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The government made several key policy changes to provide selected firms a strong start. Two crucial policies during this period are the import-substitution industrialization (ISI) and export promotion (EP). ISI allowed government selected firms in government target industries to borrow foreign currency, and borrow domestic funds at rates beneficial to those firms. This was the beginning of importing advanced technologies only to improve, adapt, and reproduce them for export. EP gave firms access to low interest loans. The relations between the Korean firms and industries with the rest of the world broadened in EP. Efficiency grew, production went up and Korean saw exponential economic leaps in a few decades.
During the Vietnam War in the 1970s, U.S. troops withdrew from Vietnam. South Korea relied on the military presence of the U.S.A. As protection from North Korean. South Korean leadership decided to not rely on the U.S.A. For military presence and supplies because they could not. They decided to produce munitions domestically. This is another example of a factor contributing to Korea's rapid development and industrialization.
7. What is meant by Ha-Joon Chang's claim that the Korean financial crisis represented the revenge of the rentiers?
Ha-Joon Chang is a leading economists and his specialty is developing economics. He is South Korean, with a first hand experience of the reality of late industrialization and developing economics. His writings and body of professional experience make him a leader and expert.
Ha-Joon Chang's comment refers to the financial crisis that occurred in Asia in 1997. Some symptoms of the financial crisis included the decreased value of national currencies, decreased values in stocks, and exponential rise in the accumulation of private debts. Indonesia, South Korean, and Thailand were the Asian countries that were most heavily affected by the "Asian Financial Crisis." Large conglomerates at the mercy of the government, took on increasing amounts of capital investment leading to numerous debts, mergers, and takeovers.
Rentiers are individuals or organizations whose income comes from rents, such as rent from real estate. If we view this crisis from a historical perspective, we could say that this crisis was managed with the interests of domestic and foreign rentiers, whereas earlier financial crises were settled with the interest of management as a priority. Changes in regards to corporate governance, financial regulation, and industry policy went in favor to the rentiers. So when Ha-Joon Chang says the crisis is the revenge of the rentiers, he means that the rentiers got their revenge: loads of money and policy that favors them.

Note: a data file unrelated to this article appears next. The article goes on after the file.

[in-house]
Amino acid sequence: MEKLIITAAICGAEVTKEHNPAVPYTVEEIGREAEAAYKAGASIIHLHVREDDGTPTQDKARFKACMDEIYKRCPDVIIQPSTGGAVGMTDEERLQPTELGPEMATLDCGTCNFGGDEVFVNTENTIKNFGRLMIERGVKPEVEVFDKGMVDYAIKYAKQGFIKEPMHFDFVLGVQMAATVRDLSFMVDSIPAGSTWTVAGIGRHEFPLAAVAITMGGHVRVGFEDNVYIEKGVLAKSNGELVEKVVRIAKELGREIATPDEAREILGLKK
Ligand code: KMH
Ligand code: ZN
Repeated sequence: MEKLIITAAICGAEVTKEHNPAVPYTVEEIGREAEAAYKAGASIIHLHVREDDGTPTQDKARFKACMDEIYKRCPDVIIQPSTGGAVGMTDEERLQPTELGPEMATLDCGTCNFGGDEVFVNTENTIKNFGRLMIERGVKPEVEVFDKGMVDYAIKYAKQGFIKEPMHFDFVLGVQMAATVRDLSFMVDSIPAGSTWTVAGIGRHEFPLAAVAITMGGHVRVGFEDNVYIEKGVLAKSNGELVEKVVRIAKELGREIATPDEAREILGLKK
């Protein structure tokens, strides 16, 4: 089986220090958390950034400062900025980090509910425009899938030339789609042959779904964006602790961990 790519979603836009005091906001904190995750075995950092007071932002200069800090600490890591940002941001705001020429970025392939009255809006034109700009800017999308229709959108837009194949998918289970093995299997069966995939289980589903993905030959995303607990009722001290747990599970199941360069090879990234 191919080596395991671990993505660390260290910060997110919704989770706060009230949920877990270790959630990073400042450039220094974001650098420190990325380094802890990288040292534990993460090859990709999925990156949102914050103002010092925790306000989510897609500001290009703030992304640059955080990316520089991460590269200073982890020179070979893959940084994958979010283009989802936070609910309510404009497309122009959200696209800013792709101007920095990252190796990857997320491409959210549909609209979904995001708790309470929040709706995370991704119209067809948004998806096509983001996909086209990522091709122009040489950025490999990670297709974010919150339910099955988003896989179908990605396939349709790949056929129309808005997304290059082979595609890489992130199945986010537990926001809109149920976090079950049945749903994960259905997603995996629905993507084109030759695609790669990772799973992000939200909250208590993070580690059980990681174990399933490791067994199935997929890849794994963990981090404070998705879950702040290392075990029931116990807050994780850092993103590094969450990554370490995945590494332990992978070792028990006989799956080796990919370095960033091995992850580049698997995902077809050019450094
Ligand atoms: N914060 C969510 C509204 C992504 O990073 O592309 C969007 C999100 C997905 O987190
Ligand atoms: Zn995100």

8. Using the readings and the movies provide a brief synopsis the genesis of the East Asian Financial Crisis.
The East Asian Financial Crisis is a monumental historical event in of itself as well as the consequences that resulted from it. The causes of the crisis are a point of contention in academic and in the press. There is a great spectrum of viewpoint of what began the crisis, what the solutions are, and precautions on how to prevent such a crisis from reoccurring not just in East Asia, but also in other parts of the world such as Eastern Europe and South America as well. Are the domestic economic policies of the affected countries to blame or is the crisis a natural by-product of the global financial system? There are no absolute answers.
In the first part of the crisis, countries such as Indonesia, the Philippines, Malaysia, and South Korea blamed their banks for the crisis. They blamed fixed exchange rates and increased real estate population. As the crisis persisted, the blame went to the global financial system. This crisis repeated in Latin American countries during the 1980s and to European countries in the 1990s. The value of currencies depreciated at alarming rates as well as the monumental increase in private debts. The assets tied up in short-term loans that no one could pay were also not worth very much as the value of the national currency was extremely low. These conditions caused economies to slow to almost a standstill. There came a general decrease in the value of most assets: loans, land, currency, etc. This crisis also resulted in the slowing of economic production and manufacture.
The crisis has affects felt both nationally and locally. Countries suffering from the crisis experience not only the aforementioned consequences, but also several others on a national scale. Individuals saw astronomical decreases in income. Many firms and companies were outright destroyed by the crisis. Many suffered from poverty, social dislocation, and low morale. Some contend that more transparency in the global financial system can considerably lower the probability of crises and resulting recessions such as the Asian Financial Crisis. Others contend reform in the global financial system is necessary; there should be less favoritism toward speculators and owners.